A March survey found that the 3,073 U.S. adults who backed Medicare for All were just as likely to say the current Congress should focus on passing a public health insurance option (30 percent), such as a Medicare or Medicaid buy-in plan that extends coverage to more or all Americans without eliminating the private market, as they were to prioritize Medicare for All (29 percent).

Medicare for All supporters were also more likely to back a 2020 candidate who prioritizes passing a public option (35 percent) over a candidate pushing Medicare for All (31 percent) as the highest priority, while another 19 percent preferred a candidate who focused on protecting and strengthening the Affordable Care Act.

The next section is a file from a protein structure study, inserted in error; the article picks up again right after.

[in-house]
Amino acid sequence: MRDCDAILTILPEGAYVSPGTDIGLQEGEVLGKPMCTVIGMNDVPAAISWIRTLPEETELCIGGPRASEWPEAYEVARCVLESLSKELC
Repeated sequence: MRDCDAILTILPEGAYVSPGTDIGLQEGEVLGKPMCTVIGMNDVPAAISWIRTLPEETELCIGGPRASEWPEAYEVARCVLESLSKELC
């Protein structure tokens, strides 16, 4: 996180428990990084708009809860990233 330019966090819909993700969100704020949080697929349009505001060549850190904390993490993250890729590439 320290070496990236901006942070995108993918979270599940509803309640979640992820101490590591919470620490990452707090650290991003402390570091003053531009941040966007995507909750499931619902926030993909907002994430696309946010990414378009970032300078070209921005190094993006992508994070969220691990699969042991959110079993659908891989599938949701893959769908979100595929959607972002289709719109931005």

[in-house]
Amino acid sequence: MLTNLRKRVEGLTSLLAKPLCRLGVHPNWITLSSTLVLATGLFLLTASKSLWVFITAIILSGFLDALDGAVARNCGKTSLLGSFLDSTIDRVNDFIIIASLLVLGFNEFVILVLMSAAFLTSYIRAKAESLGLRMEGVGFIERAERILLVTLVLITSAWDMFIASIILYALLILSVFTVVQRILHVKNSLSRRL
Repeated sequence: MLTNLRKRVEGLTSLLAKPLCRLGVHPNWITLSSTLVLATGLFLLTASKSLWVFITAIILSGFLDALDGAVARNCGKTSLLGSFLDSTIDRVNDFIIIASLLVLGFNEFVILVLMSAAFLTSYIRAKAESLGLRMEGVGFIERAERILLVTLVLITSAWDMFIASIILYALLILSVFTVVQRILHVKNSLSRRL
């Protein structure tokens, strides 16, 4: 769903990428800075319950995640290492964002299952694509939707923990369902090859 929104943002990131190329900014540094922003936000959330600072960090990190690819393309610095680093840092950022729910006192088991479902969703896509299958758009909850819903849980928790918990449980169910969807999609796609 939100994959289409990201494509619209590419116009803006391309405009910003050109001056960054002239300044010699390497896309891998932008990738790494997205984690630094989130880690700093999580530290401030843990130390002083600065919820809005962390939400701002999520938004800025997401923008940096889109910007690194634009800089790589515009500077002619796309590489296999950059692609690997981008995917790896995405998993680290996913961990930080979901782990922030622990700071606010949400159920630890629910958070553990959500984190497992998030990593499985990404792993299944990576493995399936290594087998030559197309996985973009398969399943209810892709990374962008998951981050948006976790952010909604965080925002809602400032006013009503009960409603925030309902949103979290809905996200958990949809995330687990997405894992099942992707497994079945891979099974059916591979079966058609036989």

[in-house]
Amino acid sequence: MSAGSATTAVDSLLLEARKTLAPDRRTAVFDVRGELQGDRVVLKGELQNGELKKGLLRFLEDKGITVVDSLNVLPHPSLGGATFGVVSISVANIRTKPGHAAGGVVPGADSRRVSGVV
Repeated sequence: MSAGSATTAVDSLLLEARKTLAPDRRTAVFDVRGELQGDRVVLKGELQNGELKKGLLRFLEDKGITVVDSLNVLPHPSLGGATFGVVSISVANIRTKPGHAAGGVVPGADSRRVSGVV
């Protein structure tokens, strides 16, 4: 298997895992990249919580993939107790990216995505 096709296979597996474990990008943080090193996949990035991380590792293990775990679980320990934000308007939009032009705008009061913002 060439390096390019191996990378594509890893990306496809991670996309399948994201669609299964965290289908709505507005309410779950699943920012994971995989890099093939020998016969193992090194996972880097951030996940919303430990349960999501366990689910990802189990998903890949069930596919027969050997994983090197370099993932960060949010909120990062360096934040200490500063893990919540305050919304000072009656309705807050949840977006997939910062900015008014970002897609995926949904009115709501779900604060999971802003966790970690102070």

The data suggests that, in spite of the fervor for expanding health coverage, a majority of Medicare for All supporters, like all Americans, are leaning into their pragmatism in response to the current political climate — one which has left many skeptical that Capitol Hill can jolt into action on an ambitious proposal like Medicare for All quickly enough to wrangle the soaring costs of health care.